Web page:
“Book Club,” Is Made Better By Female Leads

Photo by Melinda Sue Gordon - © 2018 - Paramount Pictures
Photo by Melinda Sue Gordon – © 2018 – Paramount Pictures

Hollywood generally isn’t kind to women of a certain age. For instance, Diane Lane is already playing grandmothers. When a film comes along that gives a female legend something interesting and worthwhile to do, it’s an event. But what happens when a film gives four older actresses a chance to shine again?

Book Club might be unwatchable without these four women. It isn’t particularly smart or groundbreaking material. It’s clunky and doesn’t have the same talent behind the camera as in front of it. But the four leads have great chemistry. They’re so funny and charming together, it almost gives you the impression you’re watching a better movie because of it.

Four lifelong friends played by Jane Fonda, Diane Keaton, Candice Bergen and Mary Steenburgen, all have successful and fulfilling careers but still meet once a month for the book club they’ve been enjoying for forty years. One decides that they should read Fifty Shades of Grey and it leads them to re-examine their own romantic lives and realize that there’s still a lot of life left to live.

The trailer for this film doesn’t look like a real movie. It looks like a Funny or Die sketch. Fifty Shades, its author, and the respective film adaptations have a deserved negative reputation that lends itself to parody almost immediately. However, Book Club isn’t really about that. It’s about how this friendship has endured all these years, and how these women still want to shake things up for themselves even as the world tells them they’re becoming irrelevant.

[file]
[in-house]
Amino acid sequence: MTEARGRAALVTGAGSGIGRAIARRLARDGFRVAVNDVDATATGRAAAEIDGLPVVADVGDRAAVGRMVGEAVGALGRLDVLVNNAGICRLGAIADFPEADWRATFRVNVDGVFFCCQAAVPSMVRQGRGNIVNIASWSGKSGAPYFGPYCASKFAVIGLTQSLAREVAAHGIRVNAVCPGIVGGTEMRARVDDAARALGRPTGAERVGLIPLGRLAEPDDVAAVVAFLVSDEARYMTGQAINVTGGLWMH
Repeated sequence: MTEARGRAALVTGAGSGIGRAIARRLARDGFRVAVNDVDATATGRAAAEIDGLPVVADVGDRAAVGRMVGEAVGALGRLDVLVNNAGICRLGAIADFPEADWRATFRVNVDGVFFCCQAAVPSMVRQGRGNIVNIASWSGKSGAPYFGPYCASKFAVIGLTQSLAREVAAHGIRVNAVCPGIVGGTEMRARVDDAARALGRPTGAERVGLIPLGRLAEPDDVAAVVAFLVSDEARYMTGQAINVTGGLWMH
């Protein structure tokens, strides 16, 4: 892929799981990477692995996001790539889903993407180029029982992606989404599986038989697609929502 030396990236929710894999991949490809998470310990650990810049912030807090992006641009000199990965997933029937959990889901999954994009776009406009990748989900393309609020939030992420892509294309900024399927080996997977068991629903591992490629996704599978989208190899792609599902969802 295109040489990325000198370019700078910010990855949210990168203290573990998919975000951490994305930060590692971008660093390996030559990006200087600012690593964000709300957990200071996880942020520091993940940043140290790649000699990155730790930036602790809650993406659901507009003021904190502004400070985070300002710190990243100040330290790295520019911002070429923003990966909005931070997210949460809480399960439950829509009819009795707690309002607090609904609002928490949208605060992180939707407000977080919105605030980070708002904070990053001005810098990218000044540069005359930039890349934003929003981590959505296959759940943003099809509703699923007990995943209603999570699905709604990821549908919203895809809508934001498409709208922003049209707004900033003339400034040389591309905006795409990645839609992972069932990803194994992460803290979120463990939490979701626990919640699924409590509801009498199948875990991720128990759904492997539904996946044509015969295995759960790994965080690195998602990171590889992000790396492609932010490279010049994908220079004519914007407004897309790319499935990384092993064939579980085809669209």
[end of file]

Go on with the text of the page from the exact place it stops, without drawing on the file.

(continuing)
It plays almost like a loose Golden Girls reboot — each woman has her own distinct personality that is very different from the other. There are near-constant zingers in the group, and the story breaks away to follow each woman’s arc. The biggest takeaway from Book Club, for me, is the reminder of how funny Candice Bergen is. She doesn’t really get the chance to sink her teeth into a role much these days, and she’s hilarious. But these women are all great, and they complement each other very well.

Bill Holderman’s directorial debut is serviceable, but there is definitely a lot of work to be done. The script is clunky in spots, and these women improvise quite a bit to pick up the slack. The direction is also sloppy, including some noticeably bad green screen in a few spots. But the charm of these four women carries this film over the finish line, and it’s a fun night at the movies.

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